Despite Worldwide Auto Slump China's Luxury Cars Continue To Sell
Front of an A6 TDI diesel model of German car manufacturer Audi is pictured at a car wash in Hanau, Germany, October 16, 2018.
(Photo: REUTERS/Kai Pfaffenbach - RC1CE2ABE600)

In a disappointingly declining car market, with sales in China falling 11 per cent in 2019's first eight months totaling to only 16.1 million units, 10 luxury brands' sales had risen which  includes Audi, BMW, Lexus, Mercedes-Benz and Volvo helping not only the brand's global sales but also China's car market as well.

Because of China's economy, the second largest in the world, wealthy consumers have grown in numbers leading to high-end consumer market booming.

Still, the competitive pricing of China's premium car models has proven effective as well for its rich consumers urging them to buy.

Toliver Ma, an auto sector analyst at brokerage Guotai Junan International, said this is because of "China's consumption upgrade" wherein this mode made it a must for companies to prioritize quality products and services.

Ma added that even during these times of trade issues with tariffs affecting the prize of everything, the ones who have money "are still willing to spend."

Analysts attribute this behavior to the increasing disposable income and innovation in technology.

Brilliance China Automotive, the German automaker BMW's Chinese partner, said the sales of China-made BMW's went up to 25.9 per cent in the first half from the same period last year totaling to 264,194 units.

Brilliance China Automotive attributed this to BMW's X3, a compact crossover SUV, the carmaker's sixth model produced in China since June 2018.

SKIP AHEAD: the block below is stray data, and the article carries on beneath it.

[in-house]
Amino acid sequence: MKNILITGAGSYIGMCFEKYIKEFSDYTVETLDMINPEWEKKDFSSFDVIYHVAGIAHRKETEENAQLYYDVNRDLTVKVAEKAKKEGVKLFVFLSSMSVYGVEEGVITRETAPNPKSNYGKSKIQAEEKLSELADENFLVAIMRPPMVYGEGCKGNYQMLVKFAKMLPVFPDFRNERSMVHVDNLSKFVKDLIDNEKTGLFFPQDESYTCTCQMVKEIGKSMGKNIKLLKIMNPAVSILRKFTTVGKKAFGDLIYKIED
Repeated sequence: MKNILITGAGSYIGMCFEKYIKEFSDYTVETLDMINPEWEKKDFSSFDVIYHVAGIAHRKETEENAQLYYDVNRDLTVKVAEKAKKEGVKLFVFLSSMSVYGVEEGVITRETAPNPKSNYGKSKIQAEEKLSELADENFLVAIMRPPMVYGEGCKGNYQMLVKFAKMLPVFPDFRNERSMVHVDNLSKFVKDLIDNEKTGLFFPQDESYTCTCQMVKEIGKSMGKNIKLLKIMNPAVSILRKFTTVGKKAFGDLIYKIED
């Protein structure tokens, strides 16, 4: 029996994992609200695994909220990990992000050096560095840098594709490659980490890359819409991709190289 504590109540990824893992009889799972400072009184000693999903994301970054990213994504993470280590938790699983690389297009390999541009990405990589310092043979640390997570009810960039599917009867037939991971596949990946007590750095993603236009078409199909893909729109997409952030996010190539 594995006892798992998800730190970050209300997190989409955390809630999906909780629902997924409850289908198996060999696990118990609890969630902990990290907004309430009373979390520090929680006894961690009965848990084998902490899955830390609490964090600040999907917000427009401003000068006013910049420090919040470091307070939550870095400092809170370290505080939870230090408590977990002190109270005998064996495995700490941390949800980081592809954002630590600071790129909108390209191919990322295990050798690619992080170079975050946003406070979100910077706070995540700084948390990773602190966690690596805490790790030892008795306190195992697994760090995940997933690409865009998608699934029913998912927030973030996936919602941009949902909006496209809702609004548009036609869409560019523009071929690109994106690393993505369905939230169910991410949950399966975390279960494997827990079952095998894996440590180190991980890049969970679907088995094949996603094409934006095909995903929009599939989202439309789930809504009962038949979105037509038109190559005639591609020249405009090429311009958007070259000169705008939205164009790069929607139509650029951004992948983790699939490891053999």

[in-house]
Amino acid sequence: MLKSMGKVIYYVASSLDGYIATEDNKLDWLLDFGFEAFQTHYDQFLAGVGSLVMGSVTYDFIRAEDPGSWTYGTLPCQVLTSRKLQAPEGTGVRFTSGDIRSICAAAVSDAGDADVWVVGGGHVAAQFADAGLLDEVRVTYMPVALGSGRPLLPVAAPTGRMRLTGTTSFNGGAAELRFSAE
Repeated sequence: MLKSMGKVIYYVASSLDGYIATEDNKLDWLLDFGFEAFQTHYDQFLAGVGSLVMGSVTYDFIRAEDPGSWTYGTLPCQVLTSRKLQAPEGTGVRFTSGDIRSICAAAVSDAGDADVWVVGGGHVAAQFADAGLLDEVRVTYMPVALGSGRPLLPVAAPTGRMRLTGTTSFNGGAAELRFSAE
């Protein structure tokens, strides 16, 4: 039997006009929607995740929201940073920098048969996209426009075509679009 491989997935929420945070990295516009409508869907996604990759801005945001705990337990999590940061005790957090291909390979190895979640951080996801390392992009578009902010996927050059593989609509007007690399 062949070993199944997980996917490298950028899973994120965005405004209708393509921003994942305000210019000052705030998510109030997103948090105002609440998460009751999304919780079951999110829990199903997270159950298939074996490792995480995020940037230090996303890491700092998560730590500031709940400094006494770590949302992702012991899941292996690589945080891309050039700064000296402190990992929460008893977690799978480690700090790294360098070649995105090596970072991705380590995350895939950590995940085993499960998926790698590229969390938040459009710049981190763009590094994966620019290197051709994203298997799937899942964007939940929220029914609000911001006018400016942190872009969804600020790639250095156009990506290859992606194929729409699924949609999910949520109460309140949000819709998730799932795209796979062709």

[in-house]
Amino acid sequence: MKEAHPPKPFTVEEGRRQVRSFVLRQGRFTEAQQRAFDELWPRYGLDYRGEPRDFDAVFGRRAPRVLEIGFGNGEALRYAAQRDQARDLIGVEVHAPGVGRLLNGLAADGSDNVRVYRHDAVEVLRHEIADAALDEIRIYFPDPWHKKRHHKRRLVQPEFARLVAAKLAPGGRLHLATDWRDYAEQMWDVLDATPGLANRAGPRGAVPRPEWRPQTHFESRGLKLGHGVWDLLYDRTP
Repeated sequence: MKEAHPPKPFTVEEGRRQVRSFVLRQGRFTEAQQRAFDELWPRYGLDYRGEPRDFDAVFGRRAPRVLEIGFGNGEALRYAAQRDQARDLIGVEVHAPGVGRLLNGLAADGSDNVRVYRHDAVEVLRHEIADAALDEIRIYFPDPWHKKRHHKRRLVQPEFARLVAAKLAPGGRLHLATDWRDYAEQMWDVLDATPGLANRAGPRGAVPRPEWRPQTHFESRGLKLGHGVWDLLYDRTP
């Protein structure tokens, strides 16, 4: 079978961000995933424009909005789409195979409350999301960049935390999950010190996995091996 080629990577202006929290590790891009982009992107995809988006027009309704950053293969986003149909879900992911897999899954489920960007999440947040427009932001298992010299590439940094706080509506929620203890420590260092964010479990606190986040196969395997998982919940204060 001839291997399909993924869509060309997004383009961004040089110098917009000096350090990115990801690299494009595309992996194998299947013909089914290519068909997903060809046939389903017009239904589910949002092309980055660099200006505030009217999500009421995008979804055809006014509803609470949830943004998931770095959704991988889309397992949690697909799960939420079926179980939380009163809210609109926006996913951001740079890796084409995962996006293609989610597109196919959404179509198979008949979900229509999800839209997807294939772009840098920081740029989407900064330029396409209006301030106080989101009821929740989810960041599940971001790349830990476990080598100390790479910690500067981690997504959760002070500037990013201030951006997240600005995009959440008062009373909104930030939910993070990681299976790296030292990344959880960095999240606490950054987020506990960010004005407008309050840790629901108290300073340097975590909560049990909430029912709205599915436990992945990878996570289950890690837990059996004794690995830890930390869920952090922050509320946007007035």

Another German brand, Daimler and it's partner Beijing Automotive Industry, had an 11.9 per cent increase to 282,000 units because of the sales of their Mercedes-Benz A-Class cars.

Though many Chinese favor German car brands, there were some who got tempted into buying rival brands because of generous discounts.

Wu Junchen, a Shanghai-based businessman who bought a Range Rover in July for less than 750,000 yuan (US$105,000), bought the British car instead of his original plan of getting a Mercedes because the car dealer was clearing inventory due to the roll-out of stricter auto emission standards in eastern China.

Wu got close to a 200,000 yuan discount.

Swedish brand VOLVO has domestic sales that grew to 12.3 per cent year-on-year, higher than its global sales growth of 10 per cent.

Agneta Jilden, head of Asia-Pacific commercial programme manager at Volvo Cars, at a car launch in Hong Kong last week, said this is because of "the interest in our new products, which is true not only in China but also in Asia."

For the affluent customers who are into business, they know that a car represents "your pocket, face and credibility" adding that quality cars are also safer and more spacious.

The growth in China's luxury car segment is attributable to the good consumer climate, the increased demand from the younger market and increased income.